The clear zone concept for roadside design emerged in the mid-1960s, when the idea of a single lateral distance beyond which any potential roadside obstacle did not require removal or protection was introduced. However, acceptance of a single distance for lateral clearance has diminished over time. The Guide for Selecting, Locating and Designing Traffic Barriers (1977) and AASHTO's 1989 Roadside Design Guide provide guidelines for roadside recovery areas based on traffic volume, design speed, side slope, and other roadside conditions. Although these guidelines provide a more realistic approach than the application of a single distance, there are major concerns because the values are based on old studies that used relatively limited data and extrapolated numbers. Experience has also indicated that the recovery areas provided along highways is usually not completely clear of all objects and often has side slopes greater than desired. Further, transportation agencies frequently face difficulties in providing desirable recovery areas because of right-of-way constraints or construction costs. Consequently, current practice is to provide an area that provides a reasonable opportunity for a driver to regain a measure of control or to slow an errant vehicle. Updated guidelines are needed to aid designers in determining safe and cost-effective recovery areas, while recognizing the associated constraints.
NCHRP Project 17-11 developed relationships between recovery-area distance and roadway and roadside features, vehicle factors, encroachment parameters, and traffic conditions for a range of highway functional classes and design speeds. Baseline relationships have been developed for different functional classes of highways. These relationships are then adjusted for shoulder width, horizontal curvature, and ditch configuration.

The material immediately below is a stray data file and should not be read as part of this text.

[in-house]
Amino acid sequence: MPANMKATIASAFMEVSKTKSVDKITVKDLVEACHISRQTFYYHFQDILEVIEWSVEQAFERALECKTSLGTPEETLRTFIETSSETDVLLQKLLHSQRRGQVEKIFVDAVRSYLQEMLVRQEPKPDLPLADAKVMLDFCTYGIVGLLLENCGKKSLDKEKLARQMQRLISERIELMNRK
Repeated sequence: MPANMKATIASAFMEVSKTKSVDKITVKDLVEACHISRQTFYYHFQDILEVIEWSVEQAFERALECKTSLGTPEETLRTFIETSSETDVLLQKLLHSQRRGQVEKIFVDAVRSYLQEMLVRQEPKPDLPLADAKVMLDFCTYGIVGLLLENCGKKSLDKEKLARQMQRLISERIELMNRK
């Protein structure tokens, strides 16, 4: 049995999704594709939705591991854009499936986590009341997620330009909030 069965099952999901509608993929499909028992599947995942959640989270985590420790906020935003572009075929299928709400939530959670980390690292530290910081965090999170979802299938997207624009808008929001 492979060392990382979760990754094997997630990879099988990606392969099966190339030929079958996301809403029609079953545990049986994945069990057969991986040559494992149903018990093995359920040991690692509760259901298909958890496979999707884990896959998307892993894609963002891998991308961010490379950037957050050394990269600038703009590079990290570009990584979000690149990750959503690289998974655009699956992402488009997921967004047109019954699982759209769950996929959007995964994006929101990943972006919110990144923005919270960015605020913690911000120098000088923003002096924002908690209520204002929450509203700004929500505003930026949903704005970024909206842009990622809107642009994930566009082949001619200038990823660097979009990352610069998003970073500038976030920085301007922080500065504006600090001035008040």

Before Project 17-11(02) began, an error was found in the reconstructed crashes from Project 17-11. One of the objectives of NCHRP Project 17-22 was to develop a data base of run-off-the-road crashes by combining data collected under 17-22 with the data from 17-11 and the FHWA rollover study. The Project 17-22 researchers noted some major discrepancies between the 17-11 data and the data from the other two studies. Further investigation found that the diagrams in the electronic crash files provided by NHTSA to the 17-11 researchers had been compressed. This resulted in distances and angels being calculated incorrectly. The 17-22 research team has reconstructed all of the 17-11 cases to the correct distances and angels. However, prior to developing guidelines it will be necessary to redevelop the relationships previously developed under 17-11.
Objective: The objective of this study was to develop guidelines for roadside clear zones that can be incorporated into the AASHTO Roadside Design Guide.
Status: This project is complete; however, additional, final-stage work is being conducted under NCHRP 17-11(03).